George Bush, Soft on Crime

The President’s major reasons for temporarily suspending programs of torture and secret detention are: 1) we already tortured these guys as much as we want to for the moment, thanks very much; 2) the Supreme Court annoyingly decided to get in the way. Oh, also, 3) the people supervising and committing the torture were “just following orders” and the President doesn’t want any chance that they might be held accountable for that.

Not anything truly brave like, “We made a mistake, and we’re going to correct it”. Lots of qualifiers, half-truths, omissions and double-standards. As usual.

I’m just curious. If it’s necessary to employ torture, secret detention, limited or no rights to counsel, and to keep the accused from seeing some or all of the evidence against them, in order to deal with people who commit terrorism, then why shouldn’t we do the same in the domestic U.S. justice system? Doesn’t the President believe that we should do anything to bring murderers to justice in our own country? Anything to stop the kind of corporate malfeasance that leads to massive companies crashing into economic failure and destroying the lives and fortunes of thousands upon thousands of Americans? Shouldn’t we act without restraint against those who sexually abuse children or rape women? Why not have secret evidence for those crimes? Why not restrict the access of those accused of such crimes to counsel? Why not allow police to use “alternative questioning” in order to find out the truth about such crimes? Is it just a matter of degree? Kill ten people as a serial killer and sure, you’ve got all your rights. Kill thousands as a terrorist and that’s it, no more rights? What’s the magic number? Thirty? Fifty? Eighty? Maybe Congress can add that to the list of specifics that the President would like legislated before the November elections when it may get more difficult for him to get things rubber-stamped.

What does the President mean when he talks about how he is defending “liberty”? I’d really like to hear a reporter just ask him that: could you define “liberty” in the United States? I wonder what he’d say if he was asked why there are specific provisions for the rights of those accused of crimes in the U.S. Constitution, what the meaning of those provisions might be, what on earth the authors of the Constitution were thinking when they put that stuff in there.

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13 Responses to George Bush, Soft on Crime

  1. Neel Krishnaswami says:

    Um, Timothy, a lot of those things you posited as reductio ad absurdum, we already do. They’re still absurd, of course, but they’re also real.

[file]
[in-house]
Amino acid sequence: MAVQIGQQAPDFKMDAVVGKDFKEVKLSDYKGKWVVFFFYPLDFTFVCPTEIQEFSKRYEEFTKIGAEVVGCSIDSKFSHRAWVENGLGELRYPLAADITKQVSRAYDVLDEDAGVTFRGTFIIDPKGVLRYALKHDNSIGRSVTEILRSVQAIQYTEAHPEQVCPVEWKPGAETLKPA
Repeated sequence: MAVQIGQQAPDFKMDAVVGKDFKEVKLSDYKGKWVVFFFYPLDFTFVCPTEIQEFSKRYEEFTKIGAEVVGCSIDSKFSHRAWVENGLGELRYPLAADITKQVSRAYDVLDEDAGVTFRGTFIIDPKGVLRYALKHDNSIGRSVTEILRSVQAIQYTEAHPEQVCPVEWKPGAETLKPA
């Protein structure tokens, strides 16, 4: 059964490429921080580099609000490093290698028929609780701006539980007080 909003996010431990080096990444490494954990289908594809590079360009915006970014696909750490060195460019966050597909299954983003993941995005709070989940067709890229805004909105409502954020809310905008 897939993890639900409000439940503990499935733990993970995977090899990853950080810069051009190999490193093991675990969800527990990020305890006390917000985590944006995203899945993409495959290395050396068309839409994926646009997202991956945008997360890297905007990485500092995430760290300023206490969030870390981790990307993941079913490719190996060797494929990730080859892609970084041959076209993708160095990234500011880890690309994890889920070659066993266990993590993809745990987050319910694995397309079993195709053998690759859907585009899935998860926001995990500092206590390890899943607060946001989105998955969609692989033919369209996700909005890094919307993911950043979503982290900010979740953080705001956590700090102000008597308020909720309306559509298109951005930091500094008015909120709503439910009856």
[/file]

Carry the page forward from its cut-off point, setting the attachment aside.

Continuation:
For example, coerced testimony, limitations on the right of cross-examination, faked evidence, and even torture were hallmarks of the “Miami method” for prosecuting child-abuse cases. Janet Reno’s penalty for perpetrating this was becoming attorney general. The drug war has spawned an entire industry dedicated to confiscating the property of people never convicted (or even charged) of any crime via civil forfeiture. Search warrants are served with tanks, these days, and there’s no chance of any kind of penalty if the cops get the address wrong and kill the wrong family. The full majesty of the law will still be brought to bear against anyone who foolishly thinks they have a right to self-defense against home invasion, of course.

    This is not an apology for W — he deserves impeachment and prison for his part in our torture system — but rather a worry that an invocation of the Constitutional virtue of due process might not carry as far as it ought given an actual legal practice that is rather more ambiguous in its relationship to due process.

  2. Timothy Burke says:

    Sure, but no prosecutor gets up and says, “I’m doing all these things even though it’s against the law because I think it’s necessary.” Unless it’s a comic-book, the movie Walking Tall or various other pulp fictions. More importantly, even people who violate due process (and fictions which ambiguously explore violation of due process like Homicide) tend to act like the boundary areas between rights and justice are at least morally ambiguous.

    W. is proud that he has contempt for the boundary areas.

  3. Ralph says:

    Although I’m in agreement with Tim’s position on this, it isn’t clear to me that the Court’s have clearly held that the Constitution’s guarantee of procedural rights to citizens of the United States extends to prisoners of the United States. The Supreme Court’s recent finding moved in that direction, but, if I’m not mistaken, even military tribunals give the accused much more restricted protections than civilian citizens expect in civilian courts.

  4. Neel Krishnaswami says:

    I don’t actually disagree with Timothy; he’s 100% right — here’s a quote from George W. Bush’s speech where our President brags about ordering the torture of Abu Zubaydah (via Matthew Yglesias) :

    Within months of September the 11th, 2001, we captured a man known as Abu Zubaydah. We believe that Zubaydah was a senior terrorist leader and a trusted associate of Osama bin Laden. Our intelligence community believes he had run a terrorist camp in Afghanistan where some of the 9/11 hijackers trained, and that he helped smuggle al Qaeda leaders out of Afghanistan after coalition forces arrived to liberate that country. Zubaydah was severely wounded during the firefight that brought him into custody — and he survived only because of the medical care arranged by the CIA.

    After he recovered, Zubaydah was defiant and evasive. … We knew that Zubaydah had more information that could save innocent lives, but he stopped talking. As his questioning proceeded, it became clear that he had received training on how to resist interrogation. And so the CIA used an alternative set of procedures.